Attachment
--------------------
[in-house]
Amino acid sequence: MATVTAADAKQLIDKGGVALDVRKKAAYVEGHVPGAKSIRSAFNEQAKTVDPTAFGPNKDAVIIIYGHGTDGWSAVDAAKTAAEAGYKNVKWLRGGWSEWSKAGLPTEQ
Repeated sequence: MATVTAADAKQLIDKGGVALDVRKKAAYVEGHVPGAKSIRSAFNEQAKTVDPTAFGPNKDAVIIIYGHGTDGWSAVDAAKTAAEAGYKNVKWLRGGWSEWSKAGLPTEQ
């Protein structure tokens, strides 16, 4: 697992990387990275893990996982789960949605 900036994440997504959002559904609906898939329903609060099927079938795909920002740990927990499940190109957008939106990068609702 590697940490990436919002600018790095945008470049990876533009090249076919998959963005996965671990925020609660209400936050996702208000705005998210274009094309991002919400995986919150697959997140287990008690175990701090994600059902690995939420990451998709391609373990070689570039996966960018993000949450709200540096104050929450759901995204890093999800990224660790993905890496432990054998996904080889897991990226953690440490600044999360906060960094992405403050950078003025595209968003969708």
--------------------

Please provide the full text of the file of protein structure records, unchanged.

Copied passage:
[in-house]
Amino acid sequence: MATVTAADAKQLIDKGGVALDVRKKAAYVEGHVPGAKSIRSAFNEQAKTVDPTAFGPNKDAVIIIYGHGTDGWSAVDAAKTAAEAGYKNVKWLRGGWSEWSKAGLPTEQ
Repeated sequence: MATVTAADAKQLIDKGGVALDVRKKAAYVEGHVPGAKSIRSAFNEQAKTVDPTAFGPNKDAVIIIYGHGTDGWSAVDAAKTAAEAGYKNVKWLRGGWSEWSKAGLPTEQ
């Protein structure tokens, strides 16, 4: 697992990387990275893990996982789960949605 900036994440997504959002559904609906898939329903609060099927079938795909920002740990927990499940190109957008939106990068609702 590697940490990436919002600018790095945008470049990876533009090249076919998959963005996965671990925020609660209400936050996702208000705005998210274009094309991002919400995986919150697959997140287990008690175990701090994600059902690995939420990451998709391609373990070689570039996966960018993000949450709200540096104050929450759901995204890093999800990224660790993905890496432990054998996904080889897991990226953690440490600044999360906060960094992405403050950078003025595209968003969708």